The compound name Patsyann (Patsy Ann) was a one-hit wonder in the U.S. baby name data, making its single appearance during the 1930s:
1933: 7 baby girls named Patsyann [debut]
What put it there? I think the influence was the mystery tale Outrageous Fortune by British author Patricia Wentworth. The story was serialized in many U.S. newspapers in the autumn of 1933.
The mystery involved a shipwrecked man with amnesia. A woman named Nesta* claimed the man was her husband…but really she thought he might know the location of a certain priceless emerald necklace. In the meanwhile, the man’s cousin, a woman named Caroline, tracked him down and tried to help him recover his memory.
The protagonist was clearly Caroline, but Caroline’s roommate Patsy Ann “provide[d] an innocent diversion to the main story with her romantic life.”
In the UK the same year, Outrageous Fortune was published in book form, but under the title Seven Green Stones. Another difference between was Patsy Ann’s name: Pansy Ann in the UK. Perhaps the name had been changed from “Pansy” to “Patsy” for American readers because Patsy sounded trendier than Pansy in the U.S. at the time. The slang meaning of pansy, though relatively new in the ’30s, might have been a factor as well.
(If “Patsy Ann” sounds familiar to longtime readers, I blogged about Patsy Ann, the famous dog from Alaska, a couple of years ago.)
The Brighter Day was a moderately popular soap opera that ran on radio from 1948 to 1956 and on television from 1954 to 1962.
The show featured the Dennis family, which was headed by widowed father Rev. Richard Dennis. His five children were adult daughters Elizabeth (Liz) and Althea, adult son Grayling, and teenage daughters Patricia (Patsy) and Barbara (Babby).
At least four Brighter Day characters influenced U.S. baby names:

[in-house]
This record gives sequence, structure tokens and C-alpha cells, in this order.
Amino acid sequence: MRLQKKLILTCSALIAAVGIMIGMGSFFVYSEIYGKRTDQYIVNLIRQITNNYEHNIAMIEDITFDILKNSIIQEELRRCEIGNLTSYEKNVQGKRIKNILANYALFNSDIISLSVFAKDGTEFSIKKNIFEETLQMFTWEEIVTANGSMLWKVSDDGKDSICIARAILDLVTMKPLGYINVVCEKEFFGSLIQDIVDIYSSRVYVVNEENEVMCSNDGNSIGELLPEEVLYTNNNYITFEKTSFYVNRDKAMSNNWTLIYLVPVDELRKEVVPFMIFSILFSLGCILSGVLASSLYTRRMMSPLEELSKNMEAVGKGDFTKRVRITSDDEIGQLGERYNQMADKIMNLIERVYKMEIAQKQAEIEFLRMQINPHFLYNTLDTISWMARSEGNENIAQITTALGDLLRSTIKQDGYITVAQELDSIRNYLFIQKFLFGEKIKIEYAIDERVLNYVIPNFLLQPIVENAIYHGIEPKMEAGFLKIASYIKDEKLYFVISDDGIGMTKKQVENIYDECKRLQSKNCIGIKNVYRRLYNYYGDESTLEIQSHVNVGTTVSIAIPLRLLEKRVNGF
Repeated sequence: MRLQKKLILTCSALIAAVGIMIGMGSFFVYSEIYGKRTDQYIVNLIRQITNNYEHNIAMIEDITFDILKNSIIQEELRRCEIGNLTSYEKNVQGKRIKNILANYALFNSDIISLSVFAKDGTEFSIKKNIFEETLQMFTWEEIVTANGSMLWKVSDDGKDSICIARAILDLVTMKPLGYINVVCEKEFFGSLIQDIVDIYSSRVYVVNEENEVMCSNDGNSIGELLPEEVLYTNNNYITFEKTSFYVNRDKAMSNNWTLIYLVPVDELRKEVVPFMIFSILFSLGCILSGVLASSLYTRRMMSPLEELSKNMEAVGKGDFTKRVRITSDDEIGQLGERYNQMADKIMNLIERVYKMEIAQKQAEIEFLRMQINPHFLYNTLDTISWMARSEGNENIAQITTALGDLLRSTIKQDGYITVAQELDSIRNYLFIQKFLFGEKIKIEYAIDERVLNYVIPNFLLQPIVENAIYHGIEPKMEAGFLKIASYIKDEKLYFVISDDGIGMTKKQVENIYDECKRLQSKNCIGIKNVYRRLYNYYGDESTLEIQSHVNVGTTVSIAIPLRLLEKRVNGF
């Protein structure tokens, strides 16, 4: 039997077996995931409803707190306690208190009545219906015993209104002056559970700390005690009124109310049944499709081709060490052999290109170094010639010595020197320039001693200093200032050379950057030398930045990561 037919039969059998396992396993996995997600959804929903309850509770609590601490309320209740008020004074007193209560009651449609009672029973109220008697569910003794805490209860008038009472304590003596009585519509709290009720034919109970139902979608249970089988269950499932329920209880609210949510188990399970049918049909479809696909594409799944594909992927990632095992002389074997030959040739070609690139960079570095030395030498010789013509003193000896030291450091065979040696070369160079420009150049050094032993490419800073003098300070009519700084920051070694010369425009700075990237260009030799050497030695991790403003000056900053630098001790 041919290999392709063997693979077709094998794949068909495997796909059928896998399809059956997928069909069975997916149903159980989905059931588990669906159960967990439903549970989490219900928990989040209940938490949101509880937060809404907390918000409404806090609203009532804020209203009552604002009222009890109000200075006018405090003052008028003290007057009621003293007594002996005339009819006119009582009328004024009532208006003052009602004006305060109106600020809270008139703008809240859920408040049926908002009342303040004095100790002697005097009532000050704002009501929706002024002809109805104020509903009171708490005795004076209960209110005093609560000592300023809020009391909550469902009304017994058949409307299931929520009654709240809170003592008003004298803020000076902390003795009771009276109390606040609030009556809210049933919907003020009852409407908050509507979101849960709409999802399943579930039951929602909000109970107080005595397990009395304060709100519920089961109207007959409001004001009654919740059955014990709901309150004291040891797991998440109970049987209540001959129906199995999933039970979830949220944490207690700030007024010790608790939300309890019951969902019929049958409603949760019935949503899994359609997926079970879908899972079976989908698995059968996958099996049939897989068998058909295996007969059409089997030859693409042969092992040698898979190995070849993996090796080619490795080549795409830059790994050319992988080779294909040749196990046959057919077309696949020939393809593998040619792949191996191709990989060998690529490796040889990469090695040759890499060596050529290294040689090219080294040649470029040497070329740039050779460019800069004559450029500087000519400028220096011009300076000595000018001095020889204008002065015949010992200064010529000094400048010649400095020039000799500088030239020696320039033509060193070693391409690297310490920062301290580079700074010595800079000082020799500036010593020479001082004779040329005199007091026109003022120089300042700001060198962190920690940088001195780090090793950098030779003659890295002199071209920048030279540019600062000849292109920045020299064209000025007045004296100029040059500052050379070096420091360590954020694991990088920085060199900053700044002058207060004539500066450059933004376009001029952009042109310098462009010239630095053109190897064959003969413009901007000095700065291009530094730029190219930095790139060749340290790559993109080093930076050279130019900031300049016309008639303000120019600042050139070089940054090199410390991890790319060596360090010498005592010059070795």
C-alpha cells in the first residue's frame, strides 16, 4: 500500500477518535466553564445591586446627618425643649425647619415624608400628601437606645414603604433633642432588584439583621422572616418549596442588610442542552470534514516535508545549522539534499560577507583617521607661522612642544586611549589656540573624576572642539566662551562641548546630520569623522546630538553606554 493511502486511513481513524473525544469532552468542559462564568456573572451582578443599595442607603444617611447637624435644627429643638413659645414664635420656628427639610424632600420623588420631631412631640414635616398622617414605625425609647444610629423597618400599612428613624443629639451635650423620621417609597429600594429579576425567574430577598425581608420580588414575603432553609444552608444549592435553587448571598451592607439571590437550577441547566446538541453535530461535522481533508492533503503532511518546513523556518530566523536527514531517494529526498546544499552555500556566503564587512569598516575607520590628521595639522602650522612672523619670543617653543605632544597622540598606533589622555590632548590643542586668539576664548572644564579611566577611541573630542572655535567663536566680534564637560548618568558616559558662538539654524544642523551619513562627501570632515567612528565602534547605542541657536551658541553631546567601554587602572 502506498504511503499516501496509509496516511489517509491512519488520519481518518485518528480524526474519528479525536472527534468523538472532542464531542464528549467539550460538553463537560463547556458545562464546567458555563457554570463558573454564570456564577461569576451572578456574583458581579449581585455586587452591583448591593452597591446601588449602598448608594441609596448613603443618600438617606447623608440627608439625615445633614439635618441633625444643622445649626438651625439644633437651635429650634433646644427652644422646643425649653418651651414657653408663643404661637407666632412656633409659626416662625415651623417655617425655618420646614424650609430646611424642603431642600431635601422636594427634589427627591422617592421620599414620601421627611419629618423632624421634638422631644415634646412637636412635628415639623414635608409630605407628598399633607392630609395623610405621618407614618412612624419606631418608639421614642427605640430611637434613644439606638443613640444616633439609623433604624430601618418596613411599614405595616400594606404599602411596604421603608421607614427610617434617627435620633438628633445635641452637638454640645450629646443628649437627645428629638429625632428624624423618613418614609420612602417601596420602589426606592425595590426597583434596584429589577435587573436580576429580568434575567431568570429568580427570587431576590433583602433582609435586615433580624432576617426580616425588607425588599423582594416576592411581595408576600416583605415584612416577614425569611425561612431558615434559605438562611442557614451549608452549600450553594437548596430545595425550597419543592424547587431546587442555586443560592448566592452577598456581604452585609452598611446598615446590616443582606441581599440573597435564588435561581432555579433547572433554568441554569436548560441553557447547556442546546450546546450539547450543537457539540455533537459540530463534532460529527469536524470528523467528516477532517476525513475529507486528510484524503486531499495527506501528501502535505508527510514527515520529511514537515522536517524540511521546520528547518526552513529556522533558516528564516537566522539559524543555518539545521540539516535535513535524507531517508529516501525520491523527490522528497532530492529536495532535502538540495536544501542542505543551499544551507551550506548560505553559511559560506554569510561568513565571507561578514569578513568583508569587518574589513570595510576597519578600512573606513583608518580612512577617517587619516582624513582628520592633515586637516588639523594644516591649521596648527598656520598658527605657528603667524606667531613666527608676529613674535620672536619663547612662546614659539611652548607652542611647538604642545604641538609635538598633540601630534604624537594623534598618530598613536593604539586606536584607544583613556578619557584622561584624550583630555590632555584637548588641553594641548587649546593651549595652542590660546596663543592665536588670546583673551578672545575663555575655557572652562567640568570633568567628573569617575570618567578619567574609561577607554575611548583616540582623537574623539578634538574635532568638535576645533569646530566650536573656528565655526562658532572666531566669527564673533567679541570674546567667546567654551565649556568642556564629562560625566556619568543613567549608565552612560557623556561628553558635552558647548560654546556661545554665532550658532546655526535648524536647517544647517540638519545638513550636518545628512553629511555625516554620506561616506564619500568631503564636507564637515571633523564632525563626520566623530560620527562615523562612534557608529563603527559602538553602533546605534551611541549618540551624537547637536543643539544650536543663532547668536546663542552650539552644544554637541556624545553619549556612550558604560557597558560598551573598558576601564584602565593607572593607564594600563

In a 1949 article, Grayling Dennis was described as “restless, charming, spoiled. He writes poetry, plays the violin, has a long string of girl friends who adore his flashing eyes and his wonderful tennis, and drinks too much. But none of these activities has helped Gray, at twenty-three, to “find himself.””
The show was radio-only at that time — listeners would hear Grayling’s name, but never see it — so it’s not surprising that a slew of spelling variants ended up as boy names in the baby name data.
The name Grayling reached the top 1000 twice in the late ’50s, but all variants saw decreased usage after the TV show was canceled in the early ’60s.
Dramatic daughter Althea dramatically boosted the usage of the name Althea in the late 1940s:
1951: 334 baby girls named Althea (rank: 454th)
1950: 309 baby girls named Althea (rank: 462nd)
1949: 235 baby girls named Althea (rank: 545th)
1948: 126 baby girls named Althea (rank: 761st)
1947: 118 baby girls named Althea (rank: 803rd)
No doubt she was also behind the debut of the spelling Altheia in 1951.
In early 1951, Althea discovered she was pregnant. Althea was eager to become an movie actress, not a mother, and “regard[ed] the baby as an annoying interruption to her ambitions.” Regardless, she soon gave birth to a baby girl named Spring, and the baby name Spring debuted in the U.S. data the very same year: